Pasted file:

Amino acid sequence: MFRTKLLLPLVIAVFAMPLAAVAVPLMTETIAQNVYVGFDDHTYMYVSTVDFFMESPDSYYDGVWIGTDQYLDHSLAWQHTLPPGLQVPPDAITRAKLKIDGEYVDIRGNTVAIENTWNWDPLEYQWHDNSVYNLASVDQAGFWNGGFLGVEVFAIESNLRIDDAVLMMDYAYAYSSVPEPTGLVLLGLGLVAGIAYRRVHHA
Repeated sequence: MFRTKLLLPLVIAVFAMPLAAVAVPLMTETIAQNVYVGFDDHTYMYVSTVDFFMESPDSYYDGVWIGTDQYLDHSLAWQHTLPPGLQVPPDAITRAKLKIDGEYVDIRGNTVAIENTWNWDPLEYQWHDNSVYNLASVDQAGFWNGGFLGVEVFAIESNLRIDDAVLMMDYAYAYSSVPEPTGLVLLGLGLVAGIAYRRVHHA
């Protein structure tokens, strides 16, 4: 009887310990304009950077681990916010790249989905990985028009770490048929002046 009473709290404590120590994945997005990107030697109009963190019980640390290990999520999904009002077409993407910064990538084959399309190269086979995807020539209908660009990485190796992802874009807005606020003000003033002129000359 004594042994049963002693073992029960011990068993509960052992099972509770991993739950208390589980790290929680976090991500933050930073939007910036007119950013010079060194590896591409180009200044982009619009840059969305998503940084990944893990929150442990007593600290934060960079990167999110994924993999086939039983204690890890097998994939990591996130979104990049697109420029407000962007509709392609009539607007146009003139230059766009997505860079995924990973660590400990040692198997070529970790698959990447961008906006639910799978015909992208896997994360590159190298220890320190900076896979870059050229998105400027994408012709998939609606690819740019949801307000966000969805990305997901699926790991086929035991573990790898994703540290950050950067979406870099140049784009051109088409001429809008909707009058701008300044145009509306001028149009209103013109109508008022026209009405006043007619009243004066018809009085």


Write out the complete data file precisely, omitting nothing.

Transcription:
Amino acid sequence: MFRTKLLLPLVIAVFAMPLAAVAVPLMTETIAQNVYVGFDDHTYMYVSTVDFFMESPDSYYDGVWIGTDQYLDHSLAWQHTLPPGLQVPPDAITRAKLKIDGEYVDIRGNTVAIENTWNWDPLEYQWHDNSVYNLASVDQAGFWNGGFLGVEVFAIESNLRIDDAVLMMDYAYAYSSVPEPTGLVLLGLGLVAGIAYRRVHHA
Repeated sequence: MFRTKLLLPLVIAVFAMPLAAVAVPLMTETIAQNVYVGFDDHTYMYVSTVDFFMESPDSYYDGVWIGTDQYLDHSLAWQHTLPPGLQVPPDAITRAKLKIDGEYVDIRGNTVAIENTWNWDPLEYQWHDNSVYNLASVDQAGFWNGGFLGVEVFAIESNLRIDDAVLMMDYAYAYSSVPEPTGLVLLGLGLVAGIAYRRVHHA
């Protein structure tokens, strides 16, 4: 009887310990304009950077681990916010790249989905990985028009770490048929002046 009473709290404590120590994945997005990107030697109009963190019980640390290990999520999904009002077409993407910064990538084959399309190269086979995807020539209908660009990485190796992802874009807005606020003000003033002129000359 004594042994049963002693073992029960011990068993509960052992099972509770991993739950208390589980790290929680976090991500933050930073939007910036007119950013010079060194590896591409180009200044982009619009840059969305998503940084990944893990929150442990007593600290934060960079990167999110994924993999086939039983204690890890097998994939990591996130979104990049697109420029407000962007509709392609009539607007146009003139230059766009997505860079995924990973660590400990040692198997070529970790698959990447961008906006639910799978015909992208896997994360590159190298220890320190900076896979870059050229998105400027994408012709998939609606690819740019949801307000966000969805990305997901699926790991086929035991573990790898994703540290950050950067979406870099140049784009051109088409001429809008909707009058701008300044145009509306001028149009209103013109109508008022026209009405006043007619009243004066018809009085």